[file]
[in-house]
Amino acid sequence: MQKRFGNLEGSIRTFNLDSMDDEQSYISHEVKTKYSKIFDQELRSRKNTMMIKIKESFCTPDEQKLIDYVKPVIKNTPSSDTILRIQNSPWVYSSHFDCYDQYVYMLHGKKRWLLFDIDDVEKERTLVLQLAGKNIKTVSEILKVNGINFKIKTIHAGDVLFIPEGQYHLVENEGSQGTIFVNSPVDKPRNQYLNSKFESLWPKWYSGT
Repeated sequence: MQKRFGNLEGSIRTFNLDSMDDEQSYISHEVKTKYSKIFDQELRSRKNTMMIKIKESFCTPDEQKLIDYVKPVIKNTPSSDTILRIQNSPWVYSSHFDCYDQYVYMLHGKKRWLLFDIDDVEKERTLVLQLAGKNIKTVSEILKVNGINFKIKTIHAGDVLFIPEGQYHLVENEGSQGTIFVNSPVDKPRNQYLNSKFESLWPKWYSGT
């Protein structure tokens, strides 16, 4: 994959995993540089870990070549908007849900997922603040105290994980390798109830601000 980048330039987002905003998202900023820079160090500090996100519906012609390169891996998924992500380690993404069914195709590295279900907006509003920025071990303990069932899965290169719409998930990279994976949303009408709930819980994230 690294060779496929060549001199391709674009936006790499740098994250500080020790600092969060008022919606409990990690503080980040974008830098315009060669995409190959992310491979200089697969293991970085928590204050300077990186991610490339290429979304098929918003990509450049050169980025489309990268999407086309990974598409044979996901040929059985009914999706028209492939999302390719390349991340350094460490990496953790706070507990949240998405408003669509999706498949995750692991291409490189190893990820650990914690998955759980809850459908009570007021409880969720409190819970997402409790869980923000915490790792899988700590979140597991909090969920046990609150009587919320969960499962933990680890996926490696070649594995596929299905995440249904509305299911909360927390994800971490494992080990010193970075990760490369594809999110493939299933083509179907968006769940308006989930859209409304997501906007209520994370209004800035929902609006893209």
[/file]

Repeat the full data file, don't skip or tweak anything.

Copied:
[in-house]
Amino acid sequence: MQKRFGNLEGSIRTFNLDSMDDEQSYISHEVKTKYSKIFDQELRSRKNTMMIKIKESFCTPDEQKLIDYVKPVIKNTPSSDTILRIQNSPWVYSSHFDCYDQYVYMLHGKKRWLLFDIDDVEKERTLVLQLAGKNIKTVSEILKVNGINFKIKTIHAGDVLFIPEGQYHLVENEGSQGTIFVNSPVDKPRNQYLNSKFESLWPKWYSGT
Repeated sequence: MQKRFGNLEGSIRTFNLDSMDDEQSYISHEVKTKYSKIFDQELRSRKNTMMIKIKESFCTPDEQKLIDYVKPVIKNTPSSDTILRIQNSPWVYSSHFDCYDQYVYMLHGKKRWLLFDIDDVEKERTLVLQLAGKNIKTVSEILKVNGINFKIKTIHAGDVLFIPEGQYHLVENEGSQGTIFVNSPVDKPRNQYLNSKFESLWPKWYSGT
């Protein structure tokens, strides 16, 4: 994959995993540089870990070549908007849900997922603040105290994980390798109830601000 980048330039987002905003998202900023820079160090500090996100519906012609390169891996998924992500380690993404069914195709590295279900907006509003920025071990303990069932899965290169719409998930990279994976949303009408709930819980994230 690294060779496929060549001199391709674009936006790499740098994250500080020790600092969060008022919606409990990690503080980040974008830098315009060669995409190959992310491979200089697969293991970085928590204050300077990186991610490339290429979304098929918003990509450049050169980025489309990268999407086309990974598409044979996901040929059985009914999706028209492939999302390719390349991340350094460490990496953790706070507990949240998405408003669509999706498949995750692991291409490189190893990820650990914690998955759980809850459908009570007021409880969720409190819970997402409790869980923000915490790792899988700590979140597991909090969920046990609150009587919320969960499962933990680890996926490696070649594995596929299905995440249904509305299911909360927390994800971490494992080990010193970075990760490369594809999110493939299933083509179907968006769940308006989930859209409304997501906007209520994370209004800035929902609006893209």